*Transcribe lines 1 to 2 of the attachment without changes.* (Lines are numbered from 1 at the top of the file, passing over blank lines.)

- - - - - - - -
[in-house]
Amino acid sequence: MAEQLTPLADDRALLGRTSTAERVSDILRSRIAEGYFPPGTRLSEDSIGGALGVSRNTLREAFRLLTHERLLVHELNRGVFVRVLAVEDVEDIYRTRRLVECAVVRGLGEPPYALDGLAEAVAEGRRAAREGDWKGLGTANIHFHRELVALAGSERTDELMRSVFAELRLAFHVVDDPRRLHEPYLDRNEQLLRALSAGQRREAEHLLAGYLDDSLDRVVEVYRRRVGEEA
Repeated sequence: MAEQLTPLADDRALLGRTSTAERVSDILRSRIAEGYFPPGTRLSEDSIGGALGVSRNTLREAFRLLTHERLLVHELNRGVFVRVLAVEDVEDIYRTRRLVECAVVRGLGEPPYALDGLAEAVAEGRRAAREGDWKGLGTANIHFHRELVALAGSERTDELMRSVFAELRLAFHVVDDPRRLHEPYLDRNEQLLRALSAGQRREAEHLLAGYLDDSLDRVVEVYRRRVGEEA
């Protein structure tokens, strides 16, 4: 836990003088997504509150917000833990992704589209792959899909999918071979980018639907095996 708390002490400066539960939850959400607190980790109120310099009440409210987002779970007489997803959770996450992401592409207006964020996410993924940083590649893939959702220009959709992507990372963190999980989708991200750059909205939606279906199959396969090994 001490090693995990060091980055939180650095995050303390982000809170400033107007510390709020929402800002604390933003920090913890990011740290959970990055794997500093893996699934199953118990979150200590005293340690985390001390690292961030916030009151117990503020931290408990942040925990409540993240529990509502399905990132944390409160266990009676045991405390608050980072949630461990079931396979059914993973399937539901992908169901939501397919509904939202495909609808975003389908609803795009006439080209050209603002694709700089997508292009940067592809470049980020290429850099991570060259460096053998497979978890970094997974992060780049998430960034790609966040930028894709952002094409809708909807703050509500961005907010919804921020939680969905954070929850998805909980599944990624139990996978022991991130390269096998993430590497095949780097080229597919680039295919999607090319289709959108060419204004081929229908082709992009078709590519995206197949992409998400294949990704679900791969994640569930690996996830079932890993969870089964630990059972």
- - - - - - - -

[in-house]
Amino acid sequence: MAEQLTPLADDRALLGRTSTAERVSDILRSRIAEGYFPPGTRLSEDSIGGALGVSRNTLREAFRLLTHERLLVHELNRGVFVRVLAVEDVEDIYRTRRLVECAVVRGLGEPPYALDGLAEAVAEGRRAAREGDWKGLGTANIHFHRELVALAGSERTDELMRSVFAELRLAFHVVDDPRRLHEPYLDRNEQLLRALSAGQRREAEHLLAGYLDDSLDRVVEVYRRRVGEEA